A lot or a little?
The parents' guide to what's in this movie.
What parents need to know
Parents need to know that Permission is a mature drama about sexual exploration outside of an existing, committed relationship. So you can expect plenty of sex scenes -- between same-sex and opposite-sex pairs -- some with partial nudity. Other scenes include more graphic nudity (including full-frontal male). The language is similarly adult, with frequent use of words including "f--k," "s--t," etc. Characters drink, sometimes to excess, and use a mysterious recreational drug with Ecstasy-like effects. Rebecca Hall and Dan Stevens co-star.
What's the story?
In PERMISSION, longtime couple Anna and Will (Rebecca Hall and Dan Stevens) are on the verge of getting engaged when they suddenly decide to try having sex with other people. After all, each of them is the only sex partner the other has ever had, so why not check out others? They assure each other that their relationship will be even stronger after they're done exploring. Witness to the idea are Anna's brother, Hale (David Joseph Craig), and his boyfriend/Will's best friend, Reece (Morgan Spector), a similarly perfectly happy couple of many years who likewise have a sudden realization. In their case, it's that they've never discussed having kids, an issue that's now become extremely important to one of them. Anna and Will immediately find viable sexual options (and then some!), and -- surprise -- discover that their voyage of discovery might take them to unexpected destinations.
Is it any good?
The film wants to dive into the waters of polyamory, but -- like most real couples thinking about it -- it's too timid to do more than dip its toe. Permission is kind of a New York sex comedy à la Woody Allen, but it doesn't feel like New York, the characters don't seem like New Yorkers (both leads are Brits), it's not particularly funny (the film takes itself pretty seriously, despite stabs at humor), and there's none of Allen's wit or insight. The plot movement is predictable (the characters decide to see other people, and the very next scene introduces Viable Option No. 1), and the characters' sexual experiences are depicted with an antiseptic feeling. They're definitely not awful, even when they probably should be; they're also definitely not mind-blowing, even when they probably should be. Compounding this is the lack of chemistry between Hall and Stevens. It's hard to root for them to stick together because, despite Anna and Will insisting that they love each other, we don't see it. We don't feel it. As a couple, they don't feel bonded by anything but history. (And from all indications, he's a lousy lover, so there's that.)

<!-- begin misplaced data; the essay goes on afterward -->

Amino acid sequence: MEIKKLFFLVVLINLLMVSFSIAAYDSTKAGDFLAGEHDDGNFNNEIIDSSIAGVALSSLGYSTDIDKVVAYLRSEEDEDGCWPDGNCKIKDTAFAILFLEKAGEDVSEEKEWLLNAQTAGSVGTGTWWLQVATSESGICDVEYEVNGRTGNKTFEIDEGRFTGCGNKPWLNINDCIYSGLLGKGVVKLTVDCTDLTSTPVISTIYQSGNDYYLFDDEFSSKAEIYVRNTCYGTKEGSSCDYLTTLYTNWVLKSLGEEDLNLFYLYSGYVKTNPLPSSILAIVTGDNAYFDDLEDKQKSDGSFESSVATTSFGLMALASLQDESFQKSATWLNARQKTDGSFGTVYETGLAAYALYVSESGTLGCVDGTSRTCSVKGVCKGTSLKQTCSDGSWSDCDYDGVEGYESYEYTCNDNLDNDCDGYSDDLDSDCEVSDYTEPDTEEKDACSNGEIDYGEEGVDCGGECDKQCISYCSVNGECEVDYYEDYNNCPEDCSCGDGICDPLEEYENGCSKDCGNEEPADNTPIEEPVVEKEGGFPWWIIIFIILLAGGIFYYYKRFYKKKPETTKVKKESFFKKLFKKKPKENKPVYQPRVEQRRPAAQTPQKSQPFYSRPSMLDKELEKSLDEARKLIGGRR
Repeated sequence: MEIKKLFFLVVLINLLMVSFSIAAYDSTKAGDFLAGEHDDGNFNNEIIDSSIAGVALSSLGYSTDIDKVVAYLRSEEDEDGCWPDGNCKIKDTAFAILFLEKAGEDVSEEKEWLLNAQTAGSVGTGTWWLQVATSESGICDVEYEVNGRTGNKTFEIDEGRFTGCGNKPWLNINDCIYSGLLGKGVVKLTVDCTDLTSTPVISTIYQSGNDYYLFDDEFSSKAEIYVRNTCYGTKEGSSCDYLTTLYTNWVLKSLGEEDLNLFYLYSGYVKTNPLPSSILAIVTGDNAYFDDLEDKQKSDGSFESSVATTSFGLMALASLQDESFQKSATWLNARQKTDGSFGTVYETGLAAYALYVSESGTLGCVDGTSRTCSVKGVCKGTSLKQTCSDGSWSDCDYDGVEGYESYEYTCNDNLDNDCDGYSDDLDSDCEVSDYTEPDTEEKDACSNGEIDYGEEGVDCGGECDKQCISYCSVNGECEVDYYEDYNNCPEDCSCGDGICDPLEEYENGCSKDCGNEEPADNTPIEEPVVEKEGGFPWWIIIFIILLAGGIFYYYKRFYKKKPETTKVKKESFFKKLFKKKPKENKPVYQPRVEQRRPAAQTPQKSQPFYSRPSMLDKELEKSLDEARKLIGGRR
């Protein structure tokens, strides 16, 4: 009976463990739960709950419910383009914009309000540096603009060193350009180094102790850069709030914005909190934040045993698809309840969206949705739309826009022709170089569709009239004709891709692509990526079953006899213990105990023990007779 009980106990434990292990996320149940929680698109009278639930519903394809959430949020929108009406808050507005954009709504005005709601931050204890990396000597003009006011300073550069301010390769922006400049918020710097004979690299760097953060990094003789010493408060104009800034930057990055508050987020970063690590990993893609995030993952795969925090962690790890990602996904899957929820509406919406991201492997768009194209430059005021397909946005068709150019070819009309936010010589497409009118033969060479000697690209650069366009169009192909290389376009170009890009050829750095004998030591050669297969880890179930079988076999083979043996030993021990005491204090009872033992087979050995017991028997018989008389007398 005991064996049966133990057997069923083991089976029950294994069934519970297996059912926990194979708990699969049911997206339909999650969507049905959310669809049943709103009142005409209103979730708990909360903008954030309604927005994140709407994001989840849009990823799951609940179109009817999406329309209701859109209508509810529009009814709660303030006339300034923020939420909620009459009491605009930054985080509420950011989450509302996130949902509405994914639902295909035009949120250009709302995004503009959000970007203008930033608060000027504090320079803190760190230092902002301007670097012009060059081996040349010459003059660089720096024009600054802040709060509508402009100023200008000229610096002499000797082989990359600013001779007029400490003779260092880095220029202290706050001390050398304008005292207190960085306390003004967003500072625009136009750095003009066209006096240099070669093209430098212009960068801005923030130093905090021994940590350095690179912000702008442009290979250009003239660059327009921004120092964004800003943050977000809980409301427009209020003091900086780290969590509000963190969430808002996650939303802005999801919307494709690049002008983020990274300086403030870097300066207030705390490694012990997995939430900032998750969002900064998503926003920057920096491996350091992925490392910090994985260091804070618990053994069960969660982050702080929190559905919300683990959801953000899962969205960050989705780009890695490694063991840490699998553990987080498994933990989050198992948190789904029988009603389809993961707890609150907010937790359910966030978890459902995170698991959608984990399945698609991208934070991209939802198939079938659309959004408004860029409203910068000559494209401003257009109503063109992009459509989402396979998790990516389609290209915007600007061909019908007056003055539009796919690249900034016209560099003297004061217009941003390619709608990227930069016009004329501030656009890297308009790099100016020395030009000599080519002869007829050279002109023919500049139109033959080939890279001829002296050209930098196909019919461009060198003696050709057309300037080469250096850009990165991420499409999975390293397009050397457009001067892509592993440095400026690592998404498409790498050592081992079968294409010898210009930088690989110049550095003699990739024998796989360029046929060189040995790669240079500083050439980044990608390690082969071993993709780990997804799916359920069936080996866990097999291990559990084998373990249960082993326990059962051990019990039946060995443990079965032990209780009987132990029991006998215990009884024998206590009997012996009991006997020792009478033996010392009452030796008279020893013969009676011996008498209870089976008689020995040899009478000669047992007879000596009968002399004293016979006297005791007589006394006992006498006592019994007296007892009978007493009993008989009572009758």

The characters' actions are also pretty mean. They involve other folks in their experiment without full disclosure. When an earnest person falls for one of them, that person is just plain out of luck -- and is treated with utter disdain. Not to mention the foolishness of their idea in the first place, which Reece actually tells them, repeatedly. Reece (who's played by actress/producer Hall's real-life husband), in fact, represents the most immediate presence in the film. He brings some muscular emotion to the role. But the entire B story in which he and Hale contemplate adoption feels extraneous. It's not explored with any depth; the realities of parenting are never considered, and we never see a serious discussion between them. Worst, though, is the film's almost genteel glance at Anna and Will's sexual adventures, especially Anna's. There's nudity, there are unusual locations. But none of it has the visceral power of, say, Shame or Eyes Wide Shut. The fear, the excitement, the eroticism -- none of it is present or accounted for. We're not drawn into the vortex with Anna because the whole exercise feels hesitant. This, on top of yet another depiction of New York in which nearly everyone is lily-white and has spectacular living spaces, sprinkled with forced laughs and unengaging banter. Apart from Spector's performance and a nice turn by Gina Gershon, the most memorable thing about Permission is Adam Bricker's lush, warm-toned cinematography (despite a fall/winter setting), which adds another romantic portrait of New York to the cinematic library.
Talk to your kids about ...
Families can talk about how sex is portrayed in Permission. How does it compare to the way you've seen it shown in other movies? Is it usually seen as a bad thing to have sex without love? Parents, talk to your teens about your own values regarding sex and relationships.
Did you find the characters and their relationships believable? Did they seem sensitive to one another's needs and to the feelings of their other partners (outside the core relationship)?
Did the film end the way you expected? Did the story go as you thought it might, considering the characters' "experiment"?
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